Welcome to part II of our three-part series about secondary operations. This article covers finishing options, while the others discuss heat treatments and hardware installation.

When discussing CNC machining surface finishing options, you may have heard terms like as-machined, anodizing, powder coating, or media blasting. But before we dig into the details of those processes, we need to clearly define two terms that are time and again used incorrectly: surface finish and surface finishing.

Let’s clear up the confusion, shall we?

a row of parts with different finishes in different colors

The Distinction Between Surface Finish and Surface Finishing

  • Surface finish: Surfaces have characteristics produced by the manufacturing process: lay, roughness and waviness. Each of these is a “surface finish” and basically they quantify how irregular a surface is (on a micro scale). Depending on the function of your product, you might need to target specific values for these characteristics.
  • Surface finishing: This term encompasses the processes that protect and improve the appearance of surfaces. Some of these processes add material, some remove material, and some use heat, electricity or chemicals to change the surface finish of a part. This article will expand on those processes with the goal of helping you to choose the best one(s) for your project.

But first, a bit more on surface finish.

Surface Finish

Surface finish should not be confused with the use of geometrical tolerances such as flatness, profile, or total runout. Different methods are used to measure surface finish, and the term describes the irregularities of a surface at the micro-level rather than dimensional inaccuracies. But you may wonder: if geometrical tolerances are defined on your drawing, and if the exterior surfaces of your machined component look ok, why bother with micro levels and layers?

Surface Finish is a Critical Consideration for Points of Contact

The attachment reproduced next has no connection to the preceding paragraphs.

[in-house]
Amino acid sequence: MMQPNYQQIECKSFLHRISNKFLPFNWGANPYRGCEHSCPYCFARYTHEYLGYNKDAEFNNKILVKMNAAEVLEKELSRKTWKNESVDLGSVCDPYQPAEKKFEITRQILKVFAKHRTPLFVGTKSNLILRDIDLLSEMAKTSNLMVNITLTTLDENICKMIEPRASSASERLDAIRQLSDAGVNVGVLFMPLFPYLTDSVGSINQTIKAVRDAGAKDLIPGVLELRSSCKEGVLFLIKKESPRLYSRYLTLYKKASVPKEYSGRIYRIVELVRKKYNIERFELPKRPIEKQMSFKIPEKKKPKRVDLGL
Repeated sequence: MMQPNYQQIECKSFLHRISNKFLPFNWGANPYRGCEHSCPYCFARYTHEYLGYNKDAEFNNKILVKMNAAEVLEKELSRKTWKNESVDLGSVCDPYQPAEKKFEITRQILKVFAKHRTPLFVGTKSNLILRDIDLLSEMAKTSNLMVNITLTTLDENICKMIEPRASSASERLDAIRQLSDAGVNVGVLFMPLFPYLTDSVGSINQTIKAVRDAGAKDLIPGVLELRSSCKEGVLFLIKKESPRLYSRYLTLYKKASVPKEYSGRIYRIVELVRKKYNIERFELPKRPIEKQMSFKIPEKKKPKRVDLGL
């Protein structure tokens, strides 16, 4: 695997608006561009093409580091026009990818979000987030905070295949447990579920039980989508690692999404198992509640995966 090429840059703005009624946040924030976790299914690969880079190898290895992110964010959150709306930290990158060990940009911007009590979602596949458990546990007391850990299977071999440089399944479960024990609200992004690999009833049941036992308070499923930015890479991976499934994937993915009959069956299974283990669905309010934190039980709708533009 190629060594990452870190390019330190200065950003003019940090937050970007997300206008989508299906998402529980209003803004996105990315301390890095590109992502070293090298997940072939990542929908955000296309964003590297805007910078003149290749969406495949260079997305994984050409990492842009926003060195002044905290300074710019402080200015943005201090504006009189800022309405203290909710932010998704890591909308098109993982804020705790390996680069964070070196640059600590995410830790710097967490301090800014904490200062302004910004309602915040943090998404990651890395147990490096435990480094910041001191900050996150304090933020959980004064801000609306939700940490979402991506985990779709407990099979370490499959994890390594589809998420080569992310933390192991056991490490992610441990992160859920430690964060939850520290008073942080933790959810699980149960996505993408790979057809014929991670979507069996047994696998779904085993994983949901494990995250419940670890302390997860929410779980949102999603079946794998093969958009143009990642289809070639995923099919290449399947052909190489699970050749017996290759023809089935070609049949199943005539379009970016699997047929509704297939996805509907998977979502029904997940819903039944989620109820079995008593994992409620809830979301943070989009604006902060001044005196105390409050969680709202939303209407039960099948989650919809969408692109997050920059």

CNC surface finish and finishing methods are particularly important if your part is in contact with other components. For example, the purpose of a ball-bearing is to reduce rotational friction and support radial and axial loads. When one of the races rotates, the balls also rotate because of the contact between them. If the surfaces of the balls or the races have the wrong surface finish characteristics, then friction increases, creating additional wear and reducing component lifespan – even when the components were fabricated within geometrical tolerances.

The Three Surface Finish Characteristics

  1. Lay: Direction of the predominant surface pattern. Some examples: radial, vertical, horizontal, cross-hatched, circular and isotropic.
  2. Roughness: Measure of the total spaced surface irregularities. These deviations can be plotted as a profile (see illustration below). There are different methods to quantify roughness, but the most popular defines averages like arithmetic mean deviation Ra, Root mean squared Rms, and others. Always check what method and parameters are being used in your project – they’ll affect product specifications and result in different values.
  3. Waviness: Similar to roughness, these are surface irregularities but with greater spacing.